Counting down to the end of Rochor Centre

Madam Jung lives and works at Rochor Centre. But her days of earning $60 daily are over as fewer people visit the complex - she takes home just $6 a day now.
Madam Jung lives and works at Rochor Centre. But her days of earning $60 daily are over as fewer people visit the complex - she takes home just $6 a day now.ST PHOTO: DESMOND FOO
The unit numbers of flats in Rochor Centre are placed underneath staircases, instead of on the walls like in other estates.
The unit numbers of flats in Rochor Centre are placed underneath staircases, instead of on the walls like in other estates.ST PHOTO: DESMOND FOO

Shop owners see slow business at HDB complex as more tenants move out before Sept 30 deadline

Madam Jung Kim Choo, 87, who has manned a ground-floor public toilet at Rochor Centre for almost two years, said she used to make $60 a day, but now earns about $6.

"In the past, this place was bustling... There would be so many Malaysians visiting and shopping," said Madam Jung, who is also a resident at the centre. She has lived there in a four-room flat with her daughter, 66, since it was built in 1977.

It does not help that many shops at the centre in the Bugis area have moved out. As of January, 106 out of 183 shops had already closed and moved away.

 
 

FRUSTRATION

It is already our third shift. First, (it was from) Blanco Court, then (from) Victoria Street, and now here. Even if I've made memories here, I will have to forget them all because we are moving yet again.

MRS YEO, a shopkeeper whose son is the owner of party supplies shop Yeo GM Trading, on moving out of Rochor Centre.

Rochor Centre will make way for the new North-South Expressway by the end of this year, and shop tenants said business has slowed since the announcement of the centre's closure.

The place used to be frequented by devotees buying religious goods on the way to nearby temples, such as the Kwan Im Thong Hood Cho Temple. But these days, only six of the 15 shops selling religious goods, such as statues of Buddhist and Hindu deities, are still open.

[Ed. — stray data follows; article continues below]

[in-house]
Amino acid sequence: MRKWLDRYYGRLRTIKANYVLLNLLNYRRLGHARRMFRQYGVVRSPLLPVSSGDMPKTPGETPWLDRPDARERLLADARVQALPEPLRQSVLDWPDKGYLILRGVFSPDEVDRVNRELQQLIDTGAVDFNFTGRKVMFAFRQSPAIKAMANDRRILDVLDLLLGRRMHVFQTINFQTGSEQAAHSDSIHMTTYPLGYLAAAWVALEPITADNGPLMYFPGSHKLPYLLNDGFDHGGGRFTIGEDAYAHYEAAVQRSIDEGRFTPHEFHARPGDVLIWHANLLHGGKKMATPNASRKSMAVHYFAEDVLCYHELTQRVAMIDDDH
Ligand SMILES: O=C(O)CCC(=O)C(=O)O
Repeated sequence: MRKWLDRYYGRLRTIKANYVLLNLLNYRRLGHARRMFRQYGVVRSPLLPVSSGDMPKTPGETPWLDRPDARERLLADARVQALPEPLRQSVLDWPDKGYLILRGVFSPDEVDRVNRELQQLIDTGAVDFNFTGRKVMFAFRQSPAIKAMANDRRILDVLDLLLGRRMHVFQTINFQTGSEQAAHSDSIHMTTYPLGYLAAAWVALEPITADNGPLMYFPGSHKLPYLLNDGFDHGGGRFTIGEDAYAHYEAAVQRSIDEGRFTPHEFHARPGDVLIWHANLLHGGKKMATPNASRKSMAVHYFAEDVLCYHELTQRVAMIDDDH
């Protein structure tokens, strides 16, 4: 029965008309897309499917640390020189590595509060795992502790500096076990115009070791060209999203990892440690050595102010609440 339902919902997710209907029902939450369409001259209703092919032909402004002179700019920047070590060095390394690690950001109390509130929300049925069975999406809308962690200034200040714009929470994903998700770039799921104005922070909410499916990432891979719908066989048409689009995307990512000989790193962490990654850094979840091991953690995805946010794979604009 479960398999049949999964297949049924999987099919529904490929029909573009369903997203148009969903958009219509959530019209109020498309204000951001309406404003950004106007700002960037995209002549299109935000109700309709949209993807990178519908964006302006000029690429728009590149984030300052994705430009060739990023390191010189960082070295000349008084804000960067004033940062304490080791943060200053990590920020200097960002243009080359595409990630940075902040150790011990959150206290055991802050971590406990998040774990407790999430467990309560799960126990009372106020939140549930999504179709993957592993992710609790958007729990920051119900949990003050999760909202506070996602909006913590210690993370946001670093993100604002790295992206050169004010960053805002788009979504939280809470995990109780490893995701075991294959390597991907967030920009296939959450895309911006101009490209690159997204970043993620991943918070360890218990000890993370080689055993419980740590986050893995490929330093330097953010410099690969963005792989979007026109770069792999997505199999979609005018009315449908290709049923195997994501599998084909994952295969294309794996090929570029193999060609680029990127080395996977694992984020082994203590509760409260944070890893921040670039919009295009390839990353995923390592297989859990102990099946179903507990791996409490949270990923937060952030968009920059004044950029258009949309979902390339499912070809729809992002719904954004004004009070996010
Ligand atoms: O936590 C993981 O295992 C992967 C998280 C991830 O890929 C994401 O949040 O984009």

• 10 FACTS ABOUT THE BUILDING

  • ALL-WHITE BLOCKS: Built by the Housing Board in 1977, the four blocks that make up Rochor Centre used to be all-white until they were repainted to their current four colours during the Interim Upgrading Programme in 1994.

  • PODIUM-AND-TOWER STYLE: Like other estates built in the same period, Rochor Centre was designed in the "podium-and-tower" style. It has three floors of retail space, a playground on the fourth floor, and residential units from the fifth to the 16th floor.

  • BOTTOMS UP: The unit numbers of flats in Rochor Centre are placed underneath staircases linking the levels, instead of on the walls like in most HDB estates.

  • NIGHT SOIL POINT: In the 1970s and 1980s, it was often associated with the odour of faeces, as there was a night soil deposit point located opposite it, where Albert Complex stands today.

  • TRANSVESTITES AND TOURISTS: When the old Bugis Street closed in 1985, transvestites frequented the area near Rochor Centre to pose for pictures with tourists.

  • HOME FOR THE AGED: Rochor Centre housed the first old folks' home located at a void deck, on the fourth floor. Called the Rochore Kongsi Home for the Aged, it was opened in 1977 by Dr Toh Chin Chye, then Deputy Prime Minister and Member of Parliament of the area.

  • LITTLE JOHOR: In the 1980s, Rochor Centre was called "Little Johor" as it was popular with Malaysians, who found shopping there cheaper than in their home country.

  • CABS TO MALAYSIA: The nearby Ban San Street Taxi Kiosk is the only place in Singapore where people can get a Malaysia-registered taxi to ferry them to any location in Malaysia.

  • 'ROCHORE': For years, Rochor was spelled with an "e". The last known use of the name "Rochore" was in the 2000 Budget debate.

  • ERP TECH FOR CARPARK: In 2003, Rochor Centre's carpark was one of the first public carparks - along with one in Toa Payoh Central - to implement an automated charging system using Electronic Road Pricing technology as well as per-minute charging.

    Rachel Chia and Dominic Teo

"Business is getting worse and worse. I close the shop at about 5pm each day as there is usually nobody after that," said Mr Ong Chin Lai, 68, an employee of 20 years at religious goods shop Sin Yong Long.

Rochor Centre's shop tenants have to move by Sept 30, but most of the shops that are still open have yet to find a new place.

Mr Kum Yuen Chuen, 56, owner of Hup Yick Furniture, which sells Buddhist and Taoist altars, said: "There are no more shops in Singapore with sizes as big and rent as cheap as the ones here.

"And I need the space to display my products, so finding a good replacement looks impossible."

Others, such as a shopkeeper who wanted to be known only as Mrs Yeo, were frustrated at yet another move. Said Mrs Yeo, 70, whose son is the owner of party supplies shop Yeo GM Trading: "It is already our third shift. First, (it was from) Blanco Court, then (from) Victoria Street, and now here.

"Even if I've made memories here, I will have to forget them all because we are moving yet again."

A version of this article appeared in the print edition of The Straits Times on March 31, 2016, with the headline 'Counting down to the end of Rochor Centre'. Print Edition | Subscribe